Dave Hager, the company's chief operating officer, said Devon is proud of its place on the list.

He said it is important from a business perspective for the company to be part of the community with a strong civic presence.

“As business leaders, we have an important responsibility to help identify problems and pursue opportunities to improve the quality of life in our community,” Hager said. “The values that underpin our corporate culture — doing the right thing, being a good neighbor — are every bit as good for our business as they are for our community.”

Read The Oklahoman story: http://newsok.com/devon-energy-named-one-of-most-community-minded-companies/article/3911447.


Oklahoma lawmaker promotes state, energy industry in visit to Israel

MUSKOGEE — Opportunities abound in Israel for Oklahoma oil and gas companies that have the capacity of helping the country develop its newly discovered natural resources, State Rep. Arthur Hulbert said.

The Fort Gibson Republican recently returned from Israel, where he and 13 other Oklahoma lawmakers met with dignitaries and other leaders. Hulbert said the purpose of the trip was threefold: To demonstrate Oklahoma’s continued support of a sovereign Israel, promote business and economic relationships, and align interests in the fight against terrorism.

“I definitely feel this (trip) is a good thing for Oklahoma, especially if we are able to facilitate our economic and business relationships,” Hulbert said, noting “no state or government funds were used” to finance the trip. “The larger oil companies reportedly do not want to assist Israel due to their ties with other Arab oil-producing companies in the Middle East, (but) Oklahoma has mid-size companies that can help with oil and gas extraction.”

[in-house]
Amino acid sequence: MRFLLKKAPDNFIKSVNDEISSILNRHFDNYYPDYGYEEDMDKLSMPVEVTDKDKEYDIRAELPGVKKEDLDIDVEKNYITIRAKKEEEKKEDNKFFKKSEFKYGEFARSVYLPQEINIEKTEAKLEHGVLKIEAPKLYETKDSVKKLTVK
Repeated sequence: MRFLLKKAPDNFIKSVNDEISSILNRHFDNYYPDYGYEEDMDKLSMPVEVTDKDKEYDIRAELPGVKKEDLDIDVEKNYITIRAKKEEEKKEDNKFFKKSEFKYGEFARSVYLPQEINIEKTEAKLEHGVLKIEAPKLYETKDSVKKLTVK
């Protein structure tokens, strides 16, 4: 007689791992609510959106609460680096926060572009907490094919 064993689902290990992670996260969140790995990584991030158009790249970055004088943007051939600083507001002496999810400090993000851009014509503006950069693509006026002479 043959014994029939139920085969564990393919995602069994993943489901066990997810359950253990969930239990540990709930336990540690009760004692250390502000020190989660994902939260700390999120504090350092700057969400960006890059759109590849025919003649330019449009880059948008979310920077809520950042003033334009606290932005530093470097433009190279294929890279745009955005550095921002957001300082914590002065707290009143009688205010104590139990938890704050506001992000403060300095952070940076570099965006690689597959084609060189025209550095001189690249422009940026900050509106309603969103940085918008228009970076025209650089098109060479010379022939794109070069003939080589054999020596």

Hulbert said the discovery of natural gas and oil in Israel runs counter to a long-standing joke in Israel about its historic origins. The Israelis, Hulbert said, joke that Moses wandered the desert 40 years in search of the only place in the Middle East without oil and gas.

Read the Muskogee Phoenix story: http://www.muskogeephoenix.com/local/x853086284/Lawmakers-visit-Israel-to-promote-Oklahoma.


Companies want to compress Bakken natural gas for oil field use

BISMARCK, N.D. — Three natural gas-related companies want to know how many operators using diesel fuel in the Bakken would convert to natural gas.

Companies have struggled with what should come to the area first, natural gas vehicles or fueling infrastructure. GoCH4 and partners MicroLNG and AmeriFlare, wants to take the first step by providing the equipment to fuel the vehicles if there are enough companies ready to make the switch.

The three companies issued a call for submissions for the purchase of compressed natural gas or liquefied natural gas to determine if the market exists to support the investment.

“We have reached the tipping point where the benefits of natural gas as a fuel far exceed the investment required to use it,” said Wes Livingston, vice president of project development for GoCH4.